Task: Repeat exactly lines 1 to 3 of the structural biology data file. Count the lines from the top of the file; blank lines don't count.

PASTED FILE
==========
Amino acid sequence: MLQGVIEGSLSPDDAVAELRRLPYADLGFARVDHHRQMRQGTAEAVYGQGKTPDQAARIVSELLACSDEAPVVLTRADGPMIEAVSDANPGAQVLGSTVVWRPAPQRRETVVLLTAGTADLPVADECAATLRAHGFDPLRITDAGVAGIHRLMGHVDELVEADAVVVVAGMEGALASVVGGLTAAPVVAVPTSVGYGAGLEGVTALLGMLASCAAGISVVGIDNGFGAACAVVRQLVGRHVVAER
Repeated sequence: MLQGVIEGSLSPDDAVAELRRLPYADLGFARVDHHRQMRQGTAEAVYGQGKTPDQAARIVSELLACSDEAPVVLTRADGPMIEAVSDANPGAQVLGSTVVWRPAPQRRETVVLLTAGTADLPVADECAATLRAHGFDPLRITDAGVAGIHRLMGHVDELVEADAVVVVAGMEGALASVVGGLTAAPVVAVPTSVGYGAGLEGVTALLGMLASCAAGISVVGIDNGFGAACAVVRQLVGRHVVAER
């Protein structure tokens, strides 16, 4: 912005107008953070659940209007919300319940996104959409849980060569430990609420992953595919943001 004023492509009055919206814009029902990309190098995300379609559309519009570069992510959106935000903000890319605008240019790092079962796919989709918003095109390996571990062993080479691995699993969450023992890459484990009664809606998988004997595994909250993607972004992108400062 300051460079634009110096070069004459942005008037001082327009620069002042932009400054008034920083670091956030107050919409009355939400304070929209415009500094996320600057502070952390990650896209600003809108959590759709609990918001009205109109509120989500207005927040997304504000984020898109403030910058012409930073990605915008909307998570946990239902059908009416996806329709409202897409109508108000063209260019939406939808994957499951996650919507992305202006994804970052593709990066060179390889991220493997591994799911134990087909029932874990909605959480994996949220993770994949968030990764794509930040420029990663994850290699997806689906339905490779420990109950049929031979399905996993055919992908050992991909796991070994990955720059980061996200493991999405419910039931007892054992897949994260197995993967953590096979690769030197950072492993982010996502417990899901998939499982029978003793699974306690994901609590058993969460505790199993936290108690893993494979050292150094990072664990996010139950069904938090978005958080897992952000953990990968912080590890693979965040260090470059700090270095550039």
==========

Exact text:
Amino acid sequence: MLQGVIEGSLSPDDAVAELRRLPYADLGFARVDHHRQMRQGTAEAVYGQGKTPDQAARIVSELLACSDEAPVVLTRADGPMIEAVSDANPGAQVLGSTVVWRPAPQRRETVVLLTAGTADLPVADECAATLRAHGFDPLRITDAGVAGIHRLMGHVDELVEADAVVVVAGMEGALASVVGGLTAAPVVAVPTSVGYGAGLEGVTALLGMLASCAAGISVVGIDNGFGAACAVVRQLVGRHVVAER
Repeated sequence: MLQGVIEGSLSPDDAVAELRRLPYADLGFARVDHHRQMRQGTAEAVYGQGKTPDQAARIVSELLACSDEAPVVLTRADGPMIEAVSDANPGAQVLGSTVVWRPAPQRRETVVLLTAGTADLPVADECAATLRAHGFDPLRITDAGVAGIHRLMGHVDELVEADAVVVVAGMEGALASVVGGLTAAPVVAVPTSVGYGAGLEGVTALLGMLASCAAGISVVGIDNGFGAACAVVRQLVGRHVVAER
């Protein structure tokens, strides 16, 4: 912005107008953070659940209007919300319940996104959409849980060569430990609420992953595919943001 004023492509009055919206814009029902990309190098995300379609559309519009570069992510959106935000903000890319605008240019790092079962796919989709918003095109390996571990062993080479691995699993969450023992890459484990009664809606998988004997595994909250993607972004992108400062 300051460079634009110096070069004459942005008037001082327009620069002042932009400054008034920083670091956030107050919409009355939400304070929209415009500094996320600057502070952390990650896209600003809108959590759709609990918001009205109109509120989500207005927040997304504000984020898109403030910058012409930073990605915008909307998570946990239902059908009416996806329709409202897409109508108000063209260019939406939808994957499951996650919507992305202006994804970052593709990066060179390889991220493997591994799911134990087909029932874990909605959480994996949220993770994949968030990764794509930040420029990663994850290699997806689906339905490779420990109950049929031979399905996993055919992908050992991909796991070994990955720059980061996200493991999405419910039931007892054992897949994260197995993967953590096979690769030197950072492993982010996502417990899901998939499982029978003793699974306690994901609590058993969460505790199993936290108690893993494979050292150094990072664990996010139950069904938090978005958080897992952000953990990968912080590890693979965040260090470059700090270095550039």